The promise that flickered unevenly through Alain Tanner's second feature, "La Salamandre," released in 1972, has now matured into an illuminating and affecting style of lyric social comedy and character delineation in his fifth feature, "Jonah Who Will Be 25 in the Year 2000," opening today at the Dupont Circle.
Tanner's singular, exhilarating triumph has been to create a politically and socially conscious movie that keeps a humorous, affectionate glow on.
His view of the ongoing, bittersweet comedy of existence, where hope springs obstinately eternal amid deferred, derailed, rerouted or exploded hopes, may seem all the more persuasive for being expressed so casually and playfully. Without any apparent effort to sound profound or impose a viewpoint on the audience.
Tanner, a Swiss who resides in Geneva - the setting of "Jonah" - and works in French, seems to have enlarged his range and vision while streamlining his techniques. "La Salamadre" was a fitfully beguiling composition for a trio of spiritual eccentrics and non-conformists.
"Jonah" is at once more expansive, lucid and satisfying. The trio has grown into an octet, augmented by a significant ninth character a generation older than the basic group and a 10th presence a generation younger the title character, who is born in the course of the story and acquires a symbolic importance far beyond his years or brief appearances on the screen.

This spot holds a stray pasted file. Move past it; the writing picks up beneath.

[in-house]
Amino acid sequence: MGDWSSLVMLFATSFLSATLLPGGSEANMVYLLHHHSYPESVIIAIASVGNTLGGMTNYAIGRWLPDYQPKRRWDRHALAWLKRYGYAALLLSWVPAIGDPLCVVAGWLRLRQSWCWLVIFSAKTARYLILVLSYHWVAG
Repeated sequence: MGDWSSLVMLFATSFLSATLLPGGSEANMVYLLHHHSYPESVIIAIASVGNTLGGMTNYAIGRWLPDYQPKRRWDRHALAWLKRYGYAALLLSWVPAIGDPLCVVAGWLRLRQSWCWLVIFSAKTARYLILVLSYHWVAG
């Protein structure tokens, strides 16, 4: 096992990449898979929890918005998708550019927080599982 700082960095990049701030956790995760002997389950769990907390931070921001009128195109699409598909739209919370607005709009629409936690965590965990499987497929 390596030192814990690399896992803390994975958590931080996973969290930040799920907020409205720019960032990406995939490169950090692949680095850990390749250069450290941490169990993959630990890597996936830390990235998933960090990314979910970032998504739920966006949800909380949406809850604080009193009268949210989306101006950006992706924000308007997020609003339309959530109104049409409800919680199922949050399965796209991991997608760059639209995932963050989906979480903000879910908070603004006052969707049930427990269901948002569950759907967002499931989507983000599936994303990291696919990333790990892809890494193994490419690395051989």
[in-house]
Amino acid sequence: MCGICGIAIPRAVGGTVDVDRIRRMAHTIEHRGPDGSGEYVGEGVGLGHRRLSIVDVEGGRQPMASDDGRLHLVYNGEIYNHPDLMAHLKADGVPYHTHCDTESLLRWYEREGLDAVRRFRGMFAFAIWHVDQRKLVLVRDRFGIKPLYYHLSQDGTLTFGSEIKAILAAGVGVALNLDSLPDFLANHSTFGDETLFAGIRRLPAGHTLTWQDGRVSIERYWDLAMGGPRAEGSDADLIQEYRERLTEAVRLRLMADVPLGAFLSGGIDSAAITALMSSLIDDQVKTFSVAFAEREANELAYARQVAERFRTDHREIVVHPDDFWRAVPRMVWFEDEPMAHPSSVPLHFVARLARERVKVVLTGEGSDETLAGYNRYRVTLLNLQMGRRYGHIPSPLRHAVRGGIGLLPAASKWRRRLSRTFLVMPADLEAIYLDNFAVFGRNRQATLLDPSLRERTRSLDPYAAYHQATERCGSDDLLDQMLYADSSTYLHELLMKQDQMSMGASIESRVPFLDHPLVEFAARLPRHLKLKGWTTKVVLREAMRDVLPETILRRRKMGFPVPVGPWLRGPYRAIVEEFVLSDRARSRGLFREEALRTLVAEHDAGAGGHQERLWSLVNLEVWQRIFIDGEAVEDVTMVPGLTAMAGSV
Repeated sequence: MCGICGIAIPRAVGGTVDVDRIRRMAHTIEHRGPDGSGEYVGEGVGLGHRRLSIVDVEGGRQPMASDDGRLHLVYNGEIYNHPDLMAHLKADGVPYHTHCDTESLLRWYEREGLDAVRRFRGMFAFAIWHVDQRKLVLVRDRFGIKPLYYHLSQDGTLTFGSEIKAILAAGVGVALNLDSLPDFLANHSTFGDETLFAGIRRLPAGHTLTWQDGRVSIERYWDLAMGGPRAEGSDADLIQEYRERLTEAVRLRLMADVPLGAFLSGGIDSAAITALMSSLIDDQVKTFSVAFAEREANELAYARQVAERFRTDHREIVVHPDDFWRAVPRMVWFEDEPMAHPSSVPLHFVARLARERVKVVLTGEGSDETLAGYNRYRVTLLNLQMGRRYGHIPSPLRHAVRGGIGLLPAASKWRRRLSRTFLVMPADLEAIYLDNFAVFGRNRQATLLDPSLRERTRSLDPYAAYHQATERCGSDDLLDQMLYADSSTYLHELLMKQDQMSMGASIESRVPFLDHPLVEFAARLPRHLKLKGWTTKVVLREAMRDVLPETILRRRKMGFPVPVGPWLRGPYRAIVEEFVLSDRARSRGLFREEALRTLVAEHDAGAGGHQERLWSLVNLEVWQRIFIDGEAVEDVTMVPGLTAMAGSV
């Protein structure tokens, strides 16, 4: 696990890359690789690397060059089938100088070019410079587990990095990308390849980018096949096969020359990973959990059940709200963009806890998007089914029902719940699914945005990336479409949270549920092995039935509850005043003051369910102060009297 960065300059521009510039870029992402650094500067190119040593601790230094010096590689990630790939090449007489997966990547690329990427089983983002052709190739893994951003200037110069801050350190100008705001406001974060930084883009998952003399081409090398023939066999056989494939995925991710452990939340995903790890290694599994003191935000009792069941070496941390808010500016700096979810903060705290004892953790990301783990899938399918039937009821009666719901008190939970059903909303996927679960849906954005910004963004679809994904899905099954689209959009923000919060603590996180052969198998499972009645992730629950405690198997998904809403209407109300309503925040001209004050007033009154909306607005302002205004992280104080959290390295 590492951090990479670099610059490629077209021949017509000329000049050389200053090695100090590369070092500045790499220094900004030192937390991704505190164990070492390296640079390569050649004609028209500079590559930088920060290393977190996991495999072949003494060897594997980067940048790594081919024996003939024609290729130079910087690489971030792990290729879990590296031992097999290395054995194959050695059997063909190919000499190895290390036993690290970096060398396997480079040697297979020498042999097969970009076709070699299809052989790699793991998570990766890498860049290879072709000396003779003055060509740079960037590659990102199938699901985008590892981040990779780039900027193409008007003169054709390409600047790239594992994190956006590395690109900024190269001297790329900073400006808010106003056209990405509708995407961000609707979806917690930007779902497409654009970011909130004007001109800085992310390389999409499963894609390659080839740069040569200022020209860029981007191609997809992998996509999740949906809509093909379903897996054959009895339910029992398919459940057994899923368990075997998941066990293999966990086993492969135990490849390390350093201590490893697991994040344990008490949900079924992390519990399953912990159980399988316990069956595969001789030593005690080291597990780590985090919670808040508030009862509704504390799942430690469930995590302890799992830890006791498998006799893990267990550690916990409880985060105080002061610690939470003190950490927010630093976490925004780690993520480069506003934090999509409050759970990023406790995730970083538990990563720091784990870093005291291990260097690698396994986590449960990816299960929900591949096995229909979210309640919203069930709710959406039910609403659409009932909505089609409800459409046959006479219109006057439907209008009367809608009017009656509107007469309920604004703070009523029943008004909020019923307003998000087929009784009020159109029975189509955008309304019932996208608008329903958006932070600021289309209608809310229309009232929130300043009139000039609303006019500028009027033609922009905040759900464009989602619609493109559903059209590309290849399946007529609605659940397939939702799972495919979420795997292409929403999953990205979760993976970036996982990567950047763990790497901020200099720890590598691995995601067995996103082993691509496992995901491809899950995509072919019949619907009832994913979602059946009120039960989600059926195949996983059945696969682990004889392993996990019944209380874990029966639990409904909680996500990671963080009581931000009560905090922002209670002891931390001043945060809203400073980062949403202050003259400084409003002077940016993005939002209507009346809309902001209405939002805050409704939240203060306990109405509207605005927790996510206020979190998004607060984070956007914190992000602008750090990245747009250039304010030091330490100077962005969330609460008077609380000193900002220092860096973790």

The eight principal characters, whom Tanner has described as "minor prophets," may be subdivided into four couples, two married and two in the process of forming romantic attachments which may or may not continue.
The names of these characters begin with the letters "Ma": Max, Madeleine, Mathieu, Marcel, Marguertie, Mathilde, Marco and Marie. Nothing is made of this "concidence" in the movie itself, but the "Ma" group has certain nurturing, hatching, creative instincts in common.
Their "Ma" - ness is expressed in a variety of urges, plans, hobbies, professions or life styles. It's a literal maternal instint in the case of Myriam Boyer's pretty, plump, patient Mathilde, who professes to abhor empty spaces. He husband Mathieu (Rufus), a printer and union leader laid off during a recession, secures a job at a small farm owned by the other "Ma" married couple, Marcel and Marguerite (Roger Jendly and Dominque Labourier). Thwarted in his hopes of teaching an experimental school on the farm. Mathieu takes a factory job and vows to sustain his ideals while plugging away to support Mathilde and their four children, including their freshest hope and creation, the newborn Jonah.